Rights body seeks retrial in Bangladesh
Frequent changes to the three-judge panel in the war crimes trial of Delwar Hossain Sayedee mean a fair trial is no longer possible and a new trial must be held, Human Rights Watch said Thursday.
Human Rights Watch has long called for those responsible for atrocities in the 1971 independence struggle that led to the creation of Bangladesh to be held accountable consistent with international fair trial standards.
On Dec 11, Justice Nizamul Huq, chairman of the International Crimes Tribunal (ICT) hearing allegations of war crimes, crimes against humanity and other serious crimes committed in the 1971 war of liberation from Pakistan, resigned.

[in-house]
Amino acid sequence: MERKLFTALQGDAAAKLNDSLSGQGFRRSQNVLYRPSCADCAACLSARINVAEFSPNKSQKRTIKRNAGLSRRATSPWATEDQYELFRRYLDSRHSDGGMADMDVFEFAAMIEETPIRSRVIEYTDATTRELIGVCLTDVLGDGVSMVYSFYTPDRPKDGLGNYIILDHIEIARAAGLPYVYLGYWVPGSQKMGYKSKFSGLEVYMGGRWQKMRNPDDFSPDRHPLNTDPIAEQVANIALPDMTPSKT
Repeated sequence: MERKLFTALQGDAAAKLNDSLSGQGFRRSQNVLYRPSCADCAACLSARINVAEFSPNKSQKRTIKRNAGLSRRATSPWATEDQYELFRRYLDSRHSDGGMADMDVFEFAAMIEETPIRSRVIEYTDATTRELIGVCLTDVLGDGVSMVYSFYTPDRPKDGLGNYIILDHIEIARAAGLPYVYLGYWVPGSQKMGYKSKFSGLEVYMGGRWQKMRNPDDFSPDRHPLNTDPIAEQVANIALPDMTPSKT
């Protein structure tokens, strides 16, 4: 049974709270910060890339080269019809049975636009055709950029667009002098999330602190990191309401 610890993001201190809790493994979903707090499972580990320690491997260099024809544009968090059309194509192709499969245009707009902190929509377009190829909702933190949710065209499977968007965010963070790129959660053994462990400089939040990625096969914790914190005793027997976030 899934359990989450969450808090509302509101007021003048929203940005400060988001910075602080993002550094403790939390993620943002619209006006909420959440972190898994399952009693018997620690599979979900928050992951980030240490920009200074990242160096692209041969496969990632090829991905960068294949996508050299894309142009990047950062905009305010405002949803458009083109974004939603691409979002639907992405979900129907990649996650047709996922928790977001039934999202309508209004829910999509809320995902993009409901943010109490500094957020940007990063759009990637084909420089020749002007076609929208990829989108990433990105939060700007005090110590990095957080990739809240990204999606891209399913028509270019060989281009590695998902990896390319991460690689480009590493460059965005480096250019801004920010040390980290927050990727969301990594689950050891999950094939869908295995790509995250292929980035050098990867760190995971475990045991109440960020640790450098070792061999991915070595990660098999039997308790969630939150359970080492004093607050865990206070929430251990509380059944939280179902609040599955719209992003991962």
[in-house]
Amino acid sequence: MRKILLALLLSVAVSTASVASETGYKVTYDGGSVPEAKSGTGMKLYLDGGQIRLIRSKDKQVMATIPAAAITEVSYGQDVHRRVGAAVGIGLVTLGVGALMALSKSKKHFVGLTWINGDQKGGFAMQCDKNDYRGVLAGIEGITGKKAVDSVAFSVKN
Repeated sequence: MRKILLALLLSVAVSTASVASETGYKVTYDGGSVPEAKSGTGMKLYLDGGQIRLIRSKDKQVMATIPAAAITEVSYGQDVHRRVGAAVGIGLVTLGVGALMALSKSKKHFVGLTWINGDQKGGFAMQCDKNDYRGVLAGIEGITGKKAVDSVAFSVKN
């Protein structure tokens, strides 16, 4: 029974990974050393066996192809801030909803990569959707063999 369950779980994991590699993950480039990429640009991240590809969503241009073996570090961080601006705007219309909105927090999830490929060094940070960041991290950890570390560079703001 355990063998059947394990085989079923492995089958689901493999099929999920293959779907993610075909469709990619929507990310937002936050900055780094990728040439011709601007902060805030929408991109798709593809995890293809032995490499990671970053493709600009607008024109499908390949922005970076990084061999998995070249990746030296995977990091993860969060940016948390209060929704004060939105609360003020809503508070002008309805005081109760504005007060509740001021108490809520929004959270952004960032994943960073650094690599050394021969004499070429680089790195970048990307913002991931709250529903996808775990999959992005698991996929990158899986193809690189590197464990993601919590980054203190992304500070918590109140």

He quit after audio tapes and email correspondence were published concerning his conduct in his capacity as the presiding judge in the Sayedee case and other ICT matters.
The Economist published further emails and communications Dec 13 which it said showed collusion between the judge, prosecutors and executive.
Huq was the only remaining member of the original three-judge panel in the Sayedee case.
The other members of the bench changed over the course of the trial, meaning that no judge on the panel has heard the entirety of the evidence in the case.
"It would be highly irresponsible and unprofessional for a verdict to be delivered when none of the judges heard all the evidence and were unable to assess the credibility of key witnesses, particularly in a trial involving 40-year old evidence and complex legal issues," said Brad Adams, Asia director at Human Rights Watch.
"Before the chair of the court resigned for improprieties only one judge had heard the totality of the evidence, and now even that one judge is gone," he said.
"A new trial is the only way for the court to preserve its integrity."